OMB 2 – Calpine, How should Calpine finance its high-growth strategy?
In the case in question we are dealing with a power company that is planning a growth strategy. The main focus of this paper is to choose the optimal financing. The managers Kelly and Crabtree are discussing which one of the following funding strategies that would be optimal to reach Calpine’s growth strategy. The 3 options are project financing, corporate financing and a hybrid of the two. Each funding strategy has its pros and cons, which we will use to determine the best strategy. Project Finance
In general project financing seems as a bad choice. Firstly, there is a size-limitation in the bank-loan market along with difficulties in finding sufficient lenders. This creates inflexibility with regard to treating the 4 plants as a power system. An additional drawback of project financing in this particular case is that it is very time-consuming to lock down all the deals connected to growth plan, which is quite costly. Another drawback is that whether the lenders insist on rapid repayment or a big balloon payment Calpine will suffer. Calpine would either face a reduction in the internal rate of return or exposure towards refinancing risk at the end of the loan term. These cons outweigh the usual benefits of project financing (e.g non-recourse debt) and thus project financing is not a good funding strategy for Calpine. Corporate Finance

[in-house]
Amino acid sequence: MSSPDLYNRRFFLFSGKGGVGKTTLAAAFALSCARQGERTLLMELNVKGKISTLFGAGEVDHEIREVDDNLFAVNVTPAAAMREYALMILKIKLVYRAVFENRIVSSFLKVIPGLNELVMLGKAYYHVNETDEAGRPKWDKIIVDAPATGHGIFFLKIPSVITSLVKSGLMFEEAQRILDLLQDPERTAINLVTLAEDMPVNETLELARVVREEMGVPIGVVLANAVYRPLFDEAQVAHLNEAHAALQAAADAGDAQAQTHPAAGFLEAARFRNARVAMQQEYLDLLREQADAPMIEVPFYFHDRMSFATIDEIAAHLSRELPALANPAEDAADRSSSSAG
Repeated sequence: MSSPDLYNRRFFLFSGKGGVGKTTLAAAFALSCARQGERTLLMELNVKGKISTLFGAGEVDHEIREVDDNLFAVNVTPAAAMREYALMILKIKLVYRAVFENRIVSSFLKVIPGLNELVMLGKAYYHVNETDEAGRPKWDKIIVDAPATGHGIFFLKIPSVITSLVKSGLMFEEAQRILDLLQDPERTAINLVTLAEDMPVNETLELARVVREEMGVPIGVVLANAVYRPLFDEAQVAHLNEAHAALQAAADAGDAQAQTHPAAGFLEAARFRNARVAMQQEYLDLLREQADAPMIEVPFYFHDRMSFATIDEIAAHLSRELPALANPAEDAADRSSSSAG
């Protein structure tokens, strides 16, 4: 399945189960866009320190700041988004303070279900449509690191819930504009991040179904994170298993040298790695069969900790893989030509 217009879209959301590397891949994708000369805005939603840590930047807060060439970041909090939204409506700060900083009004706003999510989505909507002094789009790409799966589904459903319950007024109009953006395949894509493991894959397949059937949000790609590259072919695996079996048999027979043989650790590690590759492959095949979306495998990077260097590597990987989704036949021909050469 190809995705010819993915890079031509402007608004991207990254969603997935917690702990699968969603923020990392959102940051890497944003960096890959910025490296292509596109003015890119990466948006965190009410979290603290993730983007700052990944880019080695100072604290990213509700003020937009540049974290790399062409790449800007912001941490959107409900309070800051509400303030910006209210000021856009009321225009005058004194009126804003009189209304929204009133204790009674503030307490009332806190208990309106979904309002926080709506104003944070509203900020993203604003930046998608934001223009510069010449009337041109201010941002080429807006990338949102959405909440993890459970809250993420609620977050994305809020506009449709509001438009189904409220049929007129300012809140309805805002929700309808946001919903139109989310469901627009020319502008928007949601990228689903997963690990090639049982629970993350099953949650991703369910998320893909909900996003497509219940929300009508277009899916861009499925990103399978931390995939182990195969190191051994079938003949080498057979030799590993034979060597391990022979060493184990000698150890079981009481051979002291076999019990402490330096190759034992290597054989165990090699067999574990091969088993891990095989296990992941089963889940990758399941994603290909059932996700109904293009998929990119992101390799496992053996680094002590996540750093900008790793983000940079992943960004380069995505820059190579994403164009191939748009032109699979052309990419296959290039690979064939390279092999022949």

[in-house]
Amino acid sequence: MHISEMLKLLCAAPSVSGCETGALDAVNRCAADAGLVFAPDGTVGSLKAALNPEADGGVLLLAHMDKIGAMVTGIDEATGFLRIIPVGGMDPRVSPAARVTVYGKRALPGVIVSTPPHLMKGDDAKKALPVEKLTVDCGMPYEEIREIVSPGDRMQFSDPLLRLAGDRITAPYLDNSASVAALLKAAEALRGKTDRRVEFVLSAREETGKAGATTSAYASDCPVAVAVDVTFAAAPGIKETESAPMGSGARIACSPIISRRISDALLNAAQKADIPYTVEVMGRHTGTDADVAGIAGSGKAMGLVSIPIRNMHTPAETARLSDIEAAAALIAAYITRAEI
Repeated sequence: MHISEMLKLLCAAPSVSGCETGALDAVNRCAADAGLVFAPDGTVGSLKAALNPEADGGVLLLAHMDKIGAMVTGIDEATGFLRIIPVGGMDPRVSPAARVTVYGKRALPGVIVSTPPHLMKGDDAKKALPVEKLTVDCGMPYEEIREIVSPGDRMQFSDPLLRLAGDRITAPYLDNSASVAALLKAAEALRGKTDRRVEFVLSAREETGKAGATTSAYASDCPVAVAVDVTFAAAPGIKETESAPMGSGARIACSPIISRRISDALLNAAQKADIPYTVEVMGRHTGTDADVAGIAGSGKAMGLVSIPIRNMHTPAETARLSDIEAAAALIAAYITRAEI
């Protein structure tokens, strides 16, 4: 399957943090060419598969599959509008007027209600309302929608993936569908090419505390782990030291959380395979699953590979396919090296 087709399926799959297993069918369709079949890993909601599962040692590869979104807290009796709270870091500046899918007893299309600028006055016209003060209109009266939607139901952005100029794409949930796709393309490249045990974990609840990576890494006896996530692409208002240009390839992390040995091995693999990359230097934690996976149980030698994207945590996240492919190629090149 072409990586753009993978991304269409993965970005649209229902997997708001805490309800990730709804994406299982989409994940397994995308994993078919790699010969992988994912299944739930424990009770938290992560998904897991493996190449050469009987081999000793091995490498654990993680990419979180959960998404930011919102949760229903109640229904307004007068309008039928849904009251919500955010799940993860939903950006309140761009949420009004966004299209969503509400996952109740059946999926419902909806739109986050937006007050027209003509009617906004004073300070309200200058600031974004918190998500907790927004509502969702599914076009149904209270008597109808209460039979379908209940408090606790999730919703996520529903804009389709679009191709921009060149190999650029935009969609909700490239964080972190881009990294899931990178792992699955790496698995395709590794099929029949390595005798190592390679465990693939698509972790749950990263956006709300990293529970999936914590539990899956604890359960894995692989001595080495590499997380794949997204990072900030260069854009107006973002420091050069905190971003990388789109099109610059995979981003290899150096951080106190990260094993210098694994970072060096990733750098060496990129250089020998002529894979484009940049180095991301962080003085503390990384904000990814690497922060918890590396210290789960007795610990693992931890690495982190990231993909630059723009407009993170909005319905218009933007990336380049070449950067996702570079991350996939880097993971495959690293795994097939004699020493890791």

Corporate financing also has its pitfalls in terms of funding. The main concern is not being able gathering sufficient funds because the high-yield market is thinner and more volatile than the investment grade market. However, if Calpine manages to get enough funding the debt rating might be jeopardized because of the large debt issue. In order to avoid this Calpine should issue additional equity. Another problem with corporate financing is the cost of negative arbitrage. This is created through the difference between the paid long-term interest rate and the...
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